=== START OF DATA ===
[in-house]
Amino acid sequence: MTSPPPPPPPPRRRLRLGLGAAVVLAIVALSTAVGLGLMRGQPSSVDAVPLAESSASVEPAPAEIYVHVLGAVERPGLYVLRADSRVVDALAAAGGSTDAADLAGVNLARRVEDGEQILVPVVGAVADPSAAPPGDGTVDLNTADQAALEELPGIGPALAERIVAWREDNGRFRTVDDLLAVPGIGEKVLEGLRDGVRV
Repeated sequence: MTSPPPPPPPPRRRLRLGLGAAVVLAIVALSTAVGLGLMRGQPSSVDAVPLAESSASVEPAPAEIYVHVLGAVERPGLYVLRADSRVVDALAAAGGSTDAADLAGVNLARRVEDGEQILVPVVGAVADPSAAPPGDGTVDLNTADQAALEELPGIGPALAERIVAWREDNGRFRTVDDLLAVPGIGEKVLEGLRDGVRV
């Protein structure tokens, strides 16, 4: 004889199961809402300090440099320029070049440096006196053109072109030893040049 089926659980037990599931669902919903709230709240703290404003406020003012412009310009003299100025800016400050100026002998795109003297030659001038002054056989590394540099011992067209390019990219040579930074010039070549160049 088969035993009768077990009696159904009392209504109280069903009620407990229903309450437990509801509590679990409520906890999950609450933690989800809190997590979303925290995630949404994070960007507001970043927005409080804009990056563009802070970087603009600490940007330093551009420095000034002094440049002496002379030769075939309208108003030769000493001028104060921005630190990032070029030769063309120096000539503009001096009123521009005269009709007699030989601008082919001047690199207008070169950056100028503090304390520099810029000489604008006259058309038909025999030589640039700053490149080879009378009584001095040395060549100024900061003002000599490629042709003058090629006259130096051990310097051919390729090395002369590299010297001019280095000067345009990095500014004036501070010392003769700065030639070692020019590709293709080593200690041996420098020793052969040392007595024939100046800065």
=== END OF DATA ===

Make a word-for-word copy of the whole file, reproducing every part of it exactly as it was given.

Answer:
[in-house]
Amino acid sequence: MTSPPPPPPPPRRRLRLGLGAAVVLAIVALSTAVGLGLMRGQPSSVDAVPLAESSASVEPAPAEIYVHVLGAVERPGLYVLRADSRVVDALAAAGGSTDAADLAGVNLARRVEDGEQILVPVVGAVADPSAAPPGDGTVDLNTADQAALEELPGIGPALAERIVAWREDNGRFRTVDDLLAVPGIGEKVLEGLRDGVRV
Repeated sequence: MTSPPPPPPPPRRRLRLGLGAAVVLAIVALSTAVGLGLMRGQPSSVDAVPLAESSASVEPAPAEIYVHVLGAVERPGLYVLRADSRVVDALAAAGGSTDAADLAGVNLARRVEDGEQILVPVVGAVADPSAAPPGDGTVDLNTADQAALEELPGIGPALAERIVAWREDNGRFRTVDDLLAVPGIGEKVLEGLRDGVRV
């Protein structure tokens, strides 16, 4: 004889199961809402300090440099320029070049440096006196053109072109030893040049 089926659980037990599931669902919903709230709240703290404003406020003012412009310009003299100025800016400050100026002998795109003297030659001038002054056989590394540099011992067209390019990219040579930074010039070549160049 088969035993009768077990009696159904009392209504109280069903009620407990229903309450437990509801509590679990409520906890999950609450933690989800809190997590979303925290995630949404994070960007507001970043927005409080804009990056563009802070970087603009600490940007330093551009420095000034002094440049002496002379030769075939309208108003030769000493001028104060921005630190990032070029030769063309120096000539503009001096009123521009005269009709007699030989601008082919001047690199207008070169950056100028503090304390520099810029000489604008006259058309038909025999030589640039700053490149080879009378009584001095040395060549100024900061003002000599490629042709003058090629006259130096051990310097051919390729090395002369590299010297001019280095000067345009990095500014004036501070010392003769700065030639070692020019590709293709080593200690041996420098020793052969040392007595024939100046800065």